- I also use Facebook and Twitter, but honestly I don’t do my own promotion that well. I’m not yet comfortable with that — I’m a visual person not a text person, so promoting with words eludes me. So I depend on word of mouth, customer reviews, in person visits, and the shop (and products) to promote.
- I also renew daily on Etsy. That exposure has led to print magazine features, online magazine features, a ton of blog mentions, YouTube reviews, and 60 active wholesale accounts. I see the results in renewing, and I believe in the power of a focused shop. I love a well designed retail store, and I had that in mind when I put together my shop and the product branding.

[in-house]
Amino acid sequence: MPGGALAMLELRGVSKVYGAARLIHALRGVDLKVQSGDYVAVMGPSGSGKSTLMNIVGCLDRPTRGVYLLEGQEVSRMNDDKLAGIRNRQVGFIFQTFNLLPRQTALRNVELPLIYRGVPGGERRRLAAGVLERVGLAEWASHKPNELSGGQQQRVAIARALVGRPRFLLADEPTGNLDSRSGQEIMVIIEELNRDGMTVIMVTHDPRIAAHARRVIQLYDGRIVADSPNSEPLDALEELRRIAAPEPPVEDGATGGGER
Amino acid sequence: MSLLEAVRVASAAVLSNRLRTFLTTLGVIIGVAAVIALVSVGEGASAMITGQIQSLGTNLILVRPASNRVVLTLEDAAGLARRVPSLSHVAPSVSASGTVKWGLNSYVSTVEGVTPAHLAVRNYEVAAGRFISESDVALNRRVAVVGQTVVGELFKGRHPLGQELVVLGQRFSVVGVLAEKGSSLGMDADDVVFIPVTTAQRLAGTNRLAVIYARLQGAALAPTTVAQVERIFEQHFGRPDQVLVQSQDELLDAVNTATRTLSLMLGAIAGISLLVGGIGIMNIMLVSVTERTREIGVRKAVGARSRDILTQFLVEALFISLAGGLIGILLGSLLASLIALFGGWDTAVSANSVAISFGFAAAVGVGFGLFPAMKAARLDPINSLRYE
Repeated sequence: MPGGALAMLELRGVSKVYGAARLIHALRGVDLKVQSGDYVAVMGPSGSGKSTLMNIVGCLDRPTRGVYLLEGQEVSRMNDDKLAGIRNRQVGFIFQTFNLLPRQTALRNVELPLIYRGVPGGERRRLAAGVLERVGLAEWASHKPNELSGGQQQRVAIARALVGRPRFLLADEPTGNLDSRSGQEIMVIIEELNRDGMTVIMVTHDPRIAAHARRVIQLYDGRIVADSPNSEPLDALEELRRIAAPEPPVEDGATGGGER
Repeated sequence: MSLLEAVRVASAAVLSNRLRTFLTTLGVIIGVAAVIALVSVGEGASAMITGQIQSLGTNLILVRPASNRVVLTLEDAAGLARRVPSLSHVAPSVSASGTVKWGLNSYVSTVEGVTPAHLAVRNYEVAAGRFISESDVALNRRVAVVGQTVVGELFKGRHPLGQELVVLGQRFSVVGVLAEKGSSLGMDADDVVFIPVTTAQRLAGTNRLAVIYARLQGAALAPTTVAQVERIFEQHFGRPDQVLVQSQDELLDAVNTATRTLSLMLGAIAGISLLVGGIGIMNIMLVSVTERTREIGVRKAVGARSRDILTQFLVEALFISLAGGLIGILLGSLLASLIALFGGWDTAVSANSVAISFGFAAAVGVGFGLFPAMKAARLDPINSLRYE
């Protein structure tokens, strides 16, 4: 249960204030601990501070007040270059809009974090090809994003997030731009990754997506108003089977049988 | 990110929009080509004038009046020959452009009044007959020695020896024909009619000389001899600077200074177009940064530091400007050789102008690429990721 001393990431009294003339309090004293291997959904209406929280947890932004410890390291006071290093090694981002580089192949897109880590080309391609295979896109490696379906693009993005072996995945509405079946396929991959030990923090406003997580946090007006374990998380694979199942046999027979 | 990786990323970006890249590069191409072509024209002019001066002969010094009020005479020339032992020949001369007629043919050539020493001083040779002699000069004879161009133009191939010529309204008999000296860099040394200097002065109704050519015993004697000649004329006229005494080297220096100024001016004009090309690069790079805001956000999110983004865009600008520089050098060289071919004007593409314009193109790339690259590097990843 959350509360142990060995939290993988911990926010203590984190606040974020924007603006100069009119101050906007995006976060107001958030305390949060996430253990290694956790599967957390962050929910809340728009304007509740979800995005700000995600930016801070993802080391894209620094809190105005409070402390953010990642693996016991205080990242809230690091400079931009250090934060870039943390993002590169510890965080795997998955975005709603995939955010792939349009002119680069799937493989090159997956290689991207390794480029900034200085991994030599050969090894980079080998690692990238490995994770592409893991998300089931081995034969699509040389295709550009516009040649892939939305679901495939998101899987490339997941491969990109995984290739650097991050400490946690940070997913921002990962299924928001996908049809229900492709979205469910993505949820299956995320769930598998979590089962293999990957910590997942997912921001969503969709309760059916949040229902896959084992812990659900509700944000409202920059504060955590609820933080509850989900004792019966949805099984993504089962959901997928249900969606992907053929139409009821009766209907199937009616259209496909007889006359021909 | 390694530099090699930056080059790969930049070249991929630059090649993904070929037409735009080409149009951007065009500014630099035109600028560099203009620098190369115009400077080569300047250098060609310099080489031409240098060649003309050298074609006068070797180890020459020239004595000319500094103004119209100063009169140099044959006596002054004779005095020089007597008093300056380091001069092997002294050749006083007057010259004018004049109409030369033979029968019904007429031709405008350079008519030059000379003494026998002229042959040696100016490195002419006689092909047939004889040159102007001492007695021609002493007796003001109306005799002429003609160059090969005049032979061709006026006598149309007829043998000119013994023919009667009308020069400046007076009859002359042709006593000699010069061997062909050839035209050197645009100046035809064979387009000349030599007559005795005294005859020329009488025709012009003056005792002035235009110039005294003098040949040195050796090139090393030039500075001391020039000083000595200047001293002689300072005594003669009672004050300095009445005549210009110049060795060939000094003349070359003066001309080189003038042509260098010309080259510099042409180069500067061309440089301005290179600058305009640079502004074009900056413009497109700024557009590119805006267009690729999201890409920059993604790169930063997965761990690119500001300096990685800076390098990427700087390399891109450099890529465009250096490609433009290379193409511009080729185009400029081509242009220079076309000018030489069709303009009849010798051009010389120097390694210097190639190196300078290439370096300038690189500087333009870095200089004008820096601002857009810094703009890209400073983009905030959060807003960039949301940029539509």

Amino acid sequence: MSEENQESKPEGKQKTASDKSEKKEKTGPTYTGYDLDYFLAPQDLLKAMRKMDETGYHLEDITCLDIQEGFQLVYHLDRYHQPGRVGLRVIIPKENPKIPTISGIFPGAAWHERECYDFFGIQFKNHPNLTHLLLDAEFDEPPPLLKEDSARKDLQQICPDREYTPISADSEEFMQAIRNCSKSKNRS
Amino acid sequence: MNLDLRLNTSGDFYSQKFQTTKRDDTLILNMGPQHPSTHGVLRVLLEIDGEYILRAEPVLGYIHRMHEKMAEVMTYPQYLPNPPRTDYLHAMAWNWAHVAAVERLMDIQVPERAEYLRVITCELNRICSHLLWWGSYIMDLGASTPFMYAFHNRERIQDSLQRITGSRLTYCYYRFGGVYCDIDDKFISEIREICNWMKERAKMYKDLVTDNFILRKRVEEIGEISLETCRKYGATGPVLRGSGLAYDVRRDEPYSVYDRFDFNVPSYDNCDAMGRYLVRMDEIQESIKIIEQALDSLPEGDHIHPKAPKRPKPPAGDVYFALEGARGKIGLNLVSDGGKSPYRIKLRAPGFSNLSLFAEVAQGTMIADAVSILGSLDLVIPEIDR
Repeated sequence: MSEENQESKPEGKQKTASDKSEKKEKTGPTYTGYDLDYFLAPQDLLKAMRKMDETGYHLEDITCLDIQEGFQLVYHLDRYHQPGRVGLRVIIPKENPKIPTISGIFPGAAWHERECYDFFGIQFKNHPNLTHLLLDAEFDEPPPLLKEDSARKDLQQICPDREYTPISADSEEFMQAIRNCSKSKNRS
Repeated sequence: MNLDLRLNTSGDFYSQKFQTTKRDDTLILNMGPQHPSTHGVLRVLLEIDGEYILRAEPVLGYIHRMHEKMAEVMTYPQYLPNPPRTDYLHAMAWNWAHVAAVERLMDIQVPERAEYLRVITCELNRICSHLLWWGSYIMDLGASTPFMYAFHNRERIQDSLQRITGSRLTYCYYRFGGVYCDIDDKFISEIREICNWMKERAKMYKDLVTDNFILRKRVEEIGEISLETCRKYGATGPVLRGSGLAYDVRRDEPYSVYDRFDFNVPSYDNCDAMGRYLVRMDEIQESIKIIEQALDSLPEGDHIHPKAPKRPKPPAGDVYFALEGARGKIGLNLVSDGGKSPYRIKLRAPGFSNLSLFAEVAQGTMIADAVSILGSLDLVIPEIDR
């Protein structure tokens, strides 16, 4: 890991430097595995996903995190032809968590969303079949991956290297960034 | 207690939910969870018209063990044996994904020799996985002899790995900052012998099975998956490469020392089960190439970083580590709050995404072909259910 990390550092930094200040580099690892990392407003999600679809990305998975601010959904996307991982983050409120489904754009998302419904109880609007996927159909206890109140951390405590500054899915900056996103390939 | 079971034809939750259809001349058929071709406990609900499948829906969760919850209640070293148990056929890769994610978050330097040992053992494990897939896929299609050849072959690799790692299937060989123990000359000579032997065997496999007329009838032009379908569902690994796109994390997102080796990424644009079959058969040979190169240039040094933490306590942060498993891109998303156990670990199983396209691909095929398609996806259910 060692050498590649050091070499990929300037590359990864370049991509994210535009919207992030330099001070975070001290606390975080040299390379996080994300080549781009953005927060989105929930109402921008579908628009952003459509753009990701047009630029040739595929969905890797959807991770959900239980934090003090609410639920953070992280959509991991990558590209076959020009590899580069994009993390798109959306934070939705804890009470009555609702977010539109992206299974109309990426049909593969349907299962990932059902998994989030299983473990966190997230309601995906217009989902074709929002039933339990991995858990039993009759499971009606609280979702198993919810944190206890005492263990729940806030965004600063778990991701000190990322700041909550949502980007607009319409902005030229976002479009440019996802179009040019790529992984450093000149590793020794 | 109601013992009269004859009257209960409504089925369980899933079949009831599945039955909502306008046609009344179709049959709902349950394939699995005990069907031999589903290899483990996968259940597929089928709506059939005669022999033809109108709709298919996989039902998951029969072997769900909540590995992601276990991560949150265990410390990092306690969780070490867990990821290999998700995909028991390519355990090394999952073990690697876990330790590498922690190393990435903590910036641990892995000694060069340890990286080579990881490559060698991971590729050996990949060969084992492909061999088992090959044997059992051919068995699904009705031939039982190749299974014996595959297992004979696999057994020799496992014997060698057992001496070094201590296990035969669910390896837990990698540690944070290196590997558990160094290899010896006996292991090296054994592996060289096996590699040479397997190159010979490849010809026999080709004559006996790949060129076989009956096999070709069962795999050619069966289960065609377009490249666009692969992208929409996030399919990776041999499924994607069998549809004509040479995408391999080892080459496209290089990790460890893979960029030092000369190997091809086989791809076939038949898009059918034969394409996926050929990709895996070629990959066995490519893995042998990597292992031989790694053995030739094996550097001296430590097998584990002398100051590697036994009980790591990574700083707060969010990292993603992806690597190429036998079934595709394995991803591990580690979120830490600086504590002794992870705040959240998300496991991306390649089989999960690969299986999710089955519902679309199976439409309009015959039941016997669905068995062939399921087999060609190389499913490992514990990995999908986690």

What’s your best marketing tip?
Well I think that depends on how you sell your business: online, locally, craft shows, etc. When I am pursuing local wholesale accounts, then my best marketing strategy is to focus on the fact that the products are made locally, by me personally one at a time and to order. Same for local craft shows. Those are huge incentives to take a serious look at my products. But for all situations, especially for online sales, it’s all about consistently excellent customer service. I was lucky in that I had a chance to work with some companies in the past that were extremely customer focused — and just as fortunate to work for a few that were the opposite. I saw firsthand the expense and aggravation that a company suffers when it is not customer oriented — not to mention the unnecessary frustration a customer experiences for what often ends up being an issue over an amount of 20 bucks or less.